First Advisor

Morgan, Thomas Lee

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School finance litigation is often conceptualized as occurring in three waves, with the most recent wave, the third wave, beginning in 1989. Third wave litigation argues for improvements in school funding by claiming that schools are inadequately funded, resulting in students being deprived of their constitutional right to a certain level of education. Despite this third wave’ thirty-one year history, its effects remain understudied. In this secondary data analysis thirty-three cases where plaintiffs prevailed and twenty-nine cases where defendants prevailed were used to examine the effects of third wave school finance litigation on school funding and student achievement, and to determine whether any observed effects changed over time. The findings indicate that litigation is associated with small, but non-significant, improvements in school funding, and when those parties arguing for improved school adequacy prevail, student achievement improves. There is little evidence that litigation’s effectiveness has been changing over time. These findings suggest that litigation, especially where the plaintiffs prevail, can improve student outcomes, but this change is likely to be small.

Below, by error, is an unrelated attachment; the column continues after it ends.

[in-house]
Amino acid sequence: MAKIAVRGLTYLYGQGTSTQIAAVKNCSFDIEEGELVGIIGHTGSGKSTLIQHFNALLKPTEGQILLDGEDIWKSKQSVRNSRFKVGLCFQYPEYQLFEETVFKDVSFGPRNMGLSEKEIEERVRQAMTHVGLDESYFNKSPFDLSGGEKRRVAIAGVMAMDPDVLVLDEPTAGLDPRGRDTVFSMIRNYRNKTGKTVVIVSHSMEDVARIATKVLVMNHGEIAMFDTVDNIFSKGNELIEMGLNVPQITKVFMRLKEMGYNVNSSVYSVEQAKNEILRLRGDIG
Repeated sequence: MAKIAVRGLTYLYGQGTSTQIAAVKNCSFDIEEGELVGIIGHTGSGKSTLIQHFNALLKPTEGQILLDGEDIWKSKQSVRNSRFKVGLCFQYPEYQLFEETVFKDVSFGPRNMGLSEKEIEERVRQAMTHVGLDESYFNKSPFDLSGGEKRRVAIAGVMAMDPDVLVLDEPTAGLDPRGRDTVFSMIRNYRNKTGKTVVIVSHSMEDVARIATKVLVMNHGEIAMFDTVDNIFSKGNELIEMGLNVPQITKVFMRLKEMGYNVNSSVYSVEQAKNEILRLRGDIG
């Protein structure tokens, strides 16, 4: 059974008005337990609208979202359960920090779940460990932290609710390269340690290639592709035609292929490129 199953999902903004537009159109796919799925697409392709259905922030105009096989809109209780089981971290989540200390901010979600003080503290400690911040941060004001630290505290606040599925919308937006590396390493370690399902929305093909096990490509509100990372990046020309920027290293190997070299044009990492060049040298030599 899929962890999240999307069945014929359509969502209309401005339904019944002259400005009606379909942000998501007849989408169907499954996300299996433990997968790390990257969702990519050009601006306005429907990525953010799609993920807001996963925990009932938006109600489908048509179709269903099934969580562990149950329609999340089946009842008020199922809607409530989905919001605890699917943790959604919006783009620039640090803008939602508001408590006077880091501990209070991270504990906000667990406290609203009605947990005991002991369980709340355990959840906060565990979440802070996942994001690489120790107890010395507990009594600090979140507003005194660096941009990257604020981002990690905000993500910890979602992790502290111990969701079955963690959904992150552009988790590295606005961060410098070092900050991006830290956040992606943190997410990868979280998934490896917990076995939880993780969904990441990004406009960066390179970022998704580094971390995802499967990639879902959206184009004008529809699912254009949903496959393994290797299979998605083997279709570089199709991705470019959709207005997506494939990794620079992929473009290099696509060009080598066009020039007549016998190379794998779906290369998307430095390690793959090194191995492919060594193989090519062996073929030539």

136 pages

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